Movement behaviors during COVID-19 among Latin American/Latino toddlers and pre-schoolers in Chile, Mexico and the US

Alejandra Jáuregui; Deborah Salvo; Nicolas Aguilar-Farias (et al.)

Published: November 2022   Journal: Scientific Reports
Movement behaviors (physical activity, sedentary behavior, and sleep) have been impacted by the COVID-19 pandemic. This study reports changes in and factors that influenced movement behaviors during COVID-19 among Latin American/Latino children aged 1 to 5 years in Chile, Mexico, and the USA. It conducted a cross-sectional study between April and August 2020. Caregivers of 4,136 children (mean age [SD], 3.1 [1.4] years; 51% boys) reported family and household characteristics and changes in their child’s movement behaviors.
Young children's lives in East London through the pandemic: relationships, activities and social worlds

Claire Cameron; Hanan Hauari; Katie Hollingworth (et al.)

Published: October 2022   Journal: Children & Society
Children's lives in the Covid-19 pandemic were subject to unparalleled restrictions on and disruption to their daily lives. This paper explores the day-to-day relational, social participation and activities of young children in one East London borough in early 2021, as told through qualitative interviews with their parents. This study adopts a social-ecological model of children's development, a child rights focused understanding of well-being, underpinned by an agentic view of both parents and children.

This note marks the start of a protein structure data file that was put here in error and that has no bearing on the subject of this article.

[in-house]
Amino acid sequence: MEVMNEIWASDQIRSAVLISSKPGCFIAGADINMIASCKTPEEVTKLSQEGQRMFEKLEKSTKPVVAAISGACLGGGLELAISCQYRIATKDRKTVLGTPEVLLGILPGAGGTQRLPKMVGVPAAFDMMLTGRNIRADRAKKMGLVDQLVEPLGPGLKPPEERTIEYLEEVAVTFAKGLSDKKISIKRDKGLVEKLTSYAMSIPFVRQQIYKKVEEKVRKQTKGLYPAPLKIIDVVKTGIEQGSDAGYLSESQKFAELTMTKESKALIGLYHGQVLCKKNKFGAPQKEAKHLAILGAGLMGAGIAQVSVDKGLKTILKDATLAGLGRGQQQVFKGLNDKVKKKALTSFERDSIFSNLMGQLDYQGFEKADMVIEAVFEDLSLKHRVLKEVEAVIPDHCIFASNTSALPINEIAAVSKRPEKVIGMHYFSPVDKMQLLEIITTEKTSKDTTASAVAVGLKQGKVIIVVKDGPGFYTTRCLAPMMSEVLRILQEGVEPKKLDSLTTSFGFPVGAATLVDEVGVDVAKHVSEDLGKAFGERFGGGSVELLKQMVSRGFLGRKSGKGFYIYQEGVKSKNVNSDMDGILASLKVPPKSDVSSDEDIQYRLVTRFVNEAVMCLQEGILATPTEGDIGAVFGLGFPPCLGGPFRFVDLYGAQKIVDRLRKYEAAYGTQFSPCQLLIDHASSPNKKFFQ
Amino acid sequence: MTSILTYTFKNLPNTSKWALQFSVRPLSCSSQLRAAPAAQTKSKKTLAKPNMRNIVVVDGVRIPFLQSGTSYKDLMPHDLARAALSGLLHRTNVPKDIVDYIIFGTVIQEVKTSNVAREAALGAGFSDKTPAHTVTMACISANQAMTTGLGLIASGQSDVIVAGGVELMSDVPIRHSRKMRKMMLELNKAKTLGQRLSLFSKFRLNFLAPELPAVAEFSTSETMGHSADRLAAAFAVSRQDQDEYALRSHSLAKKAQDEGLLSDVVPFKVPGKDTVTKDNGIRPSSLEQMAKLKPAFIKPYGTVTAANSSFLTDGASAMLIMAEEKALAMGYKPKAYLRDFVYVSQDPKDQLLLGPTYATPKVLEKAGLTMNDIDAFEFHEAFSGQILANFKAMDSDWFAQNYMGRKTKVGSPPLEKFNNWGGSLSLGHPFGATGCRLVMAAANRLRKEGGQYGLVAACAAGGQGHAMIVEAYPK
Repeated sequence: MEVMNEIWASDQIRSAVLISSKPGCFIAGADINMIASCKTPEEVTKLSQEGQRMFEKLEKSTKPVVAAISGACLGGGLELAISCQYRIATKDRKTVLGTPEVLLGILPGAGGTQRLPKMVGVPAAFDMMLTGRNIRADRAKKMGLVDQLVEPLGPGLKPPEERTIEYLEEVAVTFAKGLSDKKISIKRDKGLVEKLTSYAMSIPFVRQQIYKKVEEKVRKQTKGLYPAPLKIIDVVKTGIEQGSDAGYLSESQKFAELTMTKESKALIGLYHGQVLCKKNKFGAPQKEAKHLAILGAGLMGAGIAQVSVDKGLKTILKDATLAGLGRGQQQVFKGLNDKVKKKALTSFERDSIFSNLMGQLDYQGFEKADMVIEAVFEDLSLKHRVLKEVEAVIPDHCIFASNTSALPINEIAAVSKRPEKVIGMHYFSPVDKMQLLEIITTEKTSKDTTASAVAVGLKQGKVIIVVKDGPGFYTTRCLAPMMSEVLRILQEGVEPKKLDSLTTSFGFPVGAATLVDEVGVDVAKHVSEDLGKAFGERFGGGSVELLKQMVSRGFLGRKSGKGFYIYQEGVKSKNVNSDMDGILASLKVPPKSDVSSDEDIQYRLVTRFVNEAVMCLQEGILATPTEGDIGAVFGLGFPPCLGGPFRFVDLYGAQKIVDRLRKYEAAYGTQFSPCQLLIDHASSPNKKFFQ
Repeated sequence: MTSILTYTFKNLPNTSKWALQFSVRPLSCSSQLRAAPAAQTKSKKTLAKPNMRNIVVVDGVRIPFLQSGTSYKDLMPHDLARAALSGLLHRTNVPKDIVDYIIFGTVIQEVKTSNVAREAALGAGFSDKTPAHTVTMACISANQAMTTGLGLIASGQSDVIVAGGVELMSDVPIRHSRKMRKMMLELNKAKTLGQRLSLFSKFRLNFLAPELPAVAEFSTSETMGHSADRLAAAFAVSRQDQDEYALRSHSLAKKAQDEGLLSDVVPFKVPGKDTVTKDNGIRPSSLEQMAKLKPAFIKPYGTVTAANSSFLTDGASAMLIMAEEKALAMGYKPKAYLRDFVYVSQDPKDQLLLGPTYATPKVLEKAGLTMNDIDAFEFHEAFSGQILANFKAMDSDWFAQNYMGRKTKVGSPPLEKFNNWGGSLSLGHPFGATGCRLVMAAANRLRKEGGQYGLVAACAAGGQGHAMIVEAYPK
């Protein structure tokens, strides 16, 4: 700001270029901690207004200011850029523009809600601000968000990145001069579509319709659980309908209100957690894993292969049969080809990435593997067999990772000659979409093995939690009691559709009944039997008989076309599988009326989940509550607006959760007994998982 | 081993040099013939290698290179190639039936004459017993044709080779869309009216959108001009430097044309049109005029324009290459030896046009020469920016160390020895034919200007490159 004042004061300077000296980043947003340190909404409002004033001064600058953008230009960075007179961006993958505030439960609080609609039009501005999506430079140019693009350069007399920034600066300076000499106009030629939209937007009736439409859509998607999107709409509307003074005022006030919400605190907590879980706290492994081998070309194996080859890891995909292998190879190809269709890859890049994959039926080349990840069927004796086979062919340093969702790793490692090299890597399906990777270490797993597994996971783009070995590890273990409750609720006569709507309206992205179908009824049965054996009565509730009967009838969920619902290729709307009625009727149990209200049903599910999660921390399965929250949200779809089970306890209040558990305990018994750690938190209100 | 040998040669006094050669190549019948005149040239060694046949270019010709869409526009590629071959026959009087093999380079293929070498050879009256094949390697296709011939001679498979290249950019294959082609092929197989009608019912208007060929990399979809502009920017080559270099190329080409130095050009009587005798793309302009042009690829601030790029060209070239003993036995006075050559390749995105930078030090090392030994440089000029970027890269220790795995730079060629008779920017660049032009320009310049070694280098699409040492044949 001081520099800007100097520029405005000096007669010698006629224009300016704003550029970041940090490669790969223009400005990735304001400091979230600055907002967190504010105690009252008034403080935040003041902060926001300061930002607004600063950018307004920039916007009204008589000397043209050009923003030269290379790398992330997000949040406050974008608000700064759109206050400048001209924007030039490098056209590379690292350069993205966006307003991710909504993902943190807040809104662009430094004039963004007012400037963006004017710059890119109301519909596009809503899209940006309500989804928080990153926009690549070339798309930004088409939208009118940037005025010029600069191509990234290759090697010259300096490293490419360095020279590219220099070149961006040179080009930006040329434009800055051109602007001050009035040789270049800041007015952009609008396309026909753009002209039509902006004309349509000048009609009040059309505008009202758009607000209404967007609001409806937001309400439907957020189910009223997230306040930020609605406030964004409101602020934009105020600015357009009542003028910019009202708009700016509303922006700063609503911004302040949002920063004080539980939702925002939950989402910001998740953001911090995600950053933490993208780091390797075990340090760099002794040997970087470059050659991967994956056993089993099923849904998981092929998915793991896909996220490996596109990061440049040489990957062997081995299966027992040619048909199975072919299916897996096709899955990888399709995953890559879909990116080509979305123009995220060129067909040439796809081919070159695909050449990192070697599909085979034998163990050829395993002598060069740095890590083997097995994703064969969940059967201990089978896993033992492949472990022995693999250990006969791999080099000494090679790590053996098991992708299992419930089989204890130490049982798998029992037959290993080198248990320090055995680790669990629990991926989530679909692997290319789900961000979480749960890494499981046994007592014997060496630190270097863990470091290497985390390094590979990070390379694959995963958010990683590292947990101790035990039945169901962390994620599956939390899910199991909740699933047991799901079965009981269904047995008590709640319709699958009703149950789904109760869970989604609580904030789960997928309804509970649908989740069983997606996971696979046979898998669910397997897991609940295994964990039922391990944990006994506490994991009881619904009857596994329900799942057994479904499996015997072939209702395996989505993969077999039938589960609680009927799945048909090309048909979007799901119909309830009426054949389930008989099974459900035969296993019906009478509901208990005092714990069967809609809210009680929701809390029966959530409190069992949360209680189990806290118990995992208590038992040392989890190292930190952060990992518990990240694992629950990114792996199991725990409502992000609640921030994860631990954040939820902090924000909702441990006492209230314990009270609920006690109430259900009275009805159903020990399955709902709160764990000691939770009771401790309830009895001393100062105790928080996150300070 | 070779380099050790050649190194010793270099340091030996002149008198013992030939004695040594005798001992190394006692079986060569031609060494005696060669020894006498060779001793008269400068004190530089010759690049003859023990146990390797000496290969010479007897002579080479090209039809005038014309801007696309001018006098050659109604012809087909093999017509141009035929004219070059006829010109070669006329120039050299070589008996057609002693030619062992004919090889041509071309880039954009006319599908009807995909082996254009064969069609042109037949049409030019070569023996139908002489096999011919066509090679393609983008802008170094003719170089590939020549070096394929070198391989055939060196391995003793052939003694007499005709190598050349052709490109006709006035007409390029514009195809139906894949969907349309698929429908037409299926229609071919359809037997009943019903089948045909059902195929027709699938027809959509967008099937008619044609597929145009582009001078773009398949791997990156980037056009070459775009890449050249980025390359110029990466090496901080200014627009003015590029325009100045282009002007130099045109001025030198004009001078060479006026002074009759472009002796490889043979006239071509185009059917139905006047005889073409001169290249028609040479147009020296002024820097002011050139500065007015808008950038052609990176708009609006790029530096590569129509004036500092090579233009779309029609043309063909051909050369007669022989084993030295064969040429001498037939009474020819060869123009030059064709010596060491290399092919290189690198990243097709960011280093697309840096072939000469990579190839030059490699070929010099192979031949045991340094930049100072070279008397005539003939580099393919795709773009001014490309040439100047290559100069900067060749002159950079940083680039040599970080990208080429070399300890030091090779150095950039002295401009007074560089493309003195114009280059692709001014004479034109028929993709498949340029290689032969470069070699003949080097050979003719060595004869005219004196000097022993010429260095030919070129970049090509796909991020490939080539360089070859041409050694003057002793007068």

Sociodemographic and mental health characteristics associated with changes in movement behaviours due to the COVID-19 pandemic in adolescents

Amanda Lien; Hugues Sampasa-Kanyinga; Karen A. Patte (et al.)

Published: October 2022   Journal: Journal of Activity, Sedentary and Sleep Behaviors volume

Control measures enacted to control the spread of COVID-19 appear to have impacted adolescent movement behaviours. It remains unclear how these changes relate to sociodemographic characteristics and indicators of mental health. Understanding these relationships can contribute to informing health promotion efforts. The purpose of this study is to examine sociodemographic and mental health characteristics associated with changes in movement behaviours (physical activity, screen time, sleep duration) due to the COVID-19 pandemic among adolescents. This cross-sectional study used May–June 2020 survey data and included 7349 students from Quebec, Ontario, and British Columbia (Canada). ANOVA, χ2 tests, and estimation of effect sizes using Cohen’s d and h tests were performed between self-reported perceived changes (increase; decrease; no change) to physical activity, TV watching, social media use, and sleep duration as a result of the COVID-19 pandemic and gender, age, race/ethnicity, income, depression and anxiety symptoms, flourishing-languishing, and self-rated mental health.

Adolescents' alcohol use and related expectancies before and during the early COVID-19 pandemic: evidence from the nationwide MyLife study

Andreas J. Burdzovic; G. S. Brunborg

Published: October 2022   Journal: European Addiction Research